Monday, August 20, 2012

Should Christians be Environmentalists? by Dan Story


The primary purpose of Story's book is threefold. First, to encourage godly environmental by systematically developing a Bible-based theology of nature, including guidelines for environmental ethics. Second, to present an apologetic to anti-Christian environmentalists who claim Christianity is the root cause of environmental exploitation. Third, to identify points of contact – areas of concern to both Christians and non-Christians – that can be starting points of conversation, often leading to opportunities for sharing the gospel. (11-12)
He reports on the demise of outdoor activity (especially among children) and the positive effects of nature on human mental health. He explains why conservative Christians are reluctant to embrace environmentalism.
He investigates the claim that Christians are responsible for the environmental crisis. While he does admit that “throughout church history the majority of Christians have exercised a destructive exploitive attitude toward nature,” (34) he notes that this has been the case for all cultures and societies, regardless of religious belief.
In developing his theology of nature, he reminds us that God proclaimed all creation as very good. Story argues that nature has value to God in and of itself, independent of the human race. “The Bible does not teach that God created the earth solely for human consumption and comfort.” (84) God expresses concern for nonhuman life and derives joy from the animals he created. (89)
Story investigates whether exploiting nature is a sin. He looks at the effects of the Fall and God's plan for restoration. He develops an ethical basis for environmental stewardship from the moral principles taught by Jesus.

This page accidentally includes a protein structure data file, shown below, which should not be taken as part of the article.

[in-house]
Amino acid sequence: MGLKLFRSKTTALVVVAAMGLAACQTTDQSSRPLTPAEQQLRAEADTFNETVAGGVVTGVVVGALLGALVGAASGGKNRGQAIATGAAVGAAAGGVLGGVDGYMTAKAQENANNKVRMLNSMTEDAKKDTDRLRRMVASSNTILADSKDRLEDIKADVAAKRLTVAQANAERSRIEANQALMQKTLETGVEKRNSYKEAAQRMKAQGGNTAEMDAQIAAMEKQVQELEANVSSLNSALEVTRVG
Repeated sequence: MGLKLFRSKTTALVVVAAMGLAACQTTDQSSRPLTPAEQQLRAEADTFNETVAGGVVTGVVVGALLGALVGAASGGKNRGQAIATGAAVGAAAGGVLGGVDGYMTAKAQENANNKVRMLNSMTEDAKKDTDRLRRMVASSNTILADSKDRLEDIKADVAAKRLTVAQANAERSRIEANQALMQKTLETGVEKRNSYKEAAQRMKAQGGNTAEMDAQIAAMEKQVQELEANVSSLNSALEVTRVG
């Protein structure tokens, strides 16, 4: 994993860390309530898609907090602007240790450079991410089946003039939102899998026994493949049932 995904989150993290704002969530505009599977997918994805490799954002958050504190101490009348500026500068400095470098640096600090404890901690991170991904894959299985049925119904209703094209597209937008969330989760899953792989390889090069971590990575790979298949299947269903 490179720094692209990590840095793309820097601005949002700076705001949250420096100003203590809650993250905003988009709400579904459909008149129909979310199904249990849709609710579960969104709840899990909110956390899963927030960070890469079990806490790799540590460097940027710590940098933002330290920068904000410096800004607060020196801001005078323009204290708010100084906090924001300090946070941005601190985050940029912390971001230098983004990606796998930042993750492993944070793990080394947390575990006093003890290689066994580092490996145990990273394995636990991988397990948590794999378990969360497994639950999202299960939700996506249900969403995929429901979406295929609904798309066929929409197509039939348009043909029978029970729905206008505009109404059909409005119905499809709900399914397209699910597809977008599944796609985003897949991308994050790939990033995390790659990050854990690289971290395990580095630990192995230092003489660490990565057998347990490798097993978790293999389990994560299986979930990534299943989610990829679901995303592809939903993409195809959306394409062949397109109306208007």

Story argues that Christianity is unique among religions. “Only biblical Christianity recognizes that mankind possesses distinct stewardship responsibilities over creation according to a divine plan. Only biblical Christianity provides the objective moral principles needed to establish environmental ethics and to provide guidance for environmental stewardship.” (58)
His summation, “the biblical view of environmental ethics balances human material needs with moral obligations to ensure the welfare of God's creation.” (153)

Story has provided a thought provoking and balanced argument toward creation care. Reading this book will help us become the stewards God intended us to be.

Dan Story is the author of six books. He has appeared on radio programs and TV. Find out more about Dan Story at www.danstory.net. There you will find a biography, his credentials, a list of his other works and other information about his ministry.

Kregel Publications, 202 pages. Publisher product page.

I received a complimentary copy of this book from Kregel Publications for the purpose of this review.
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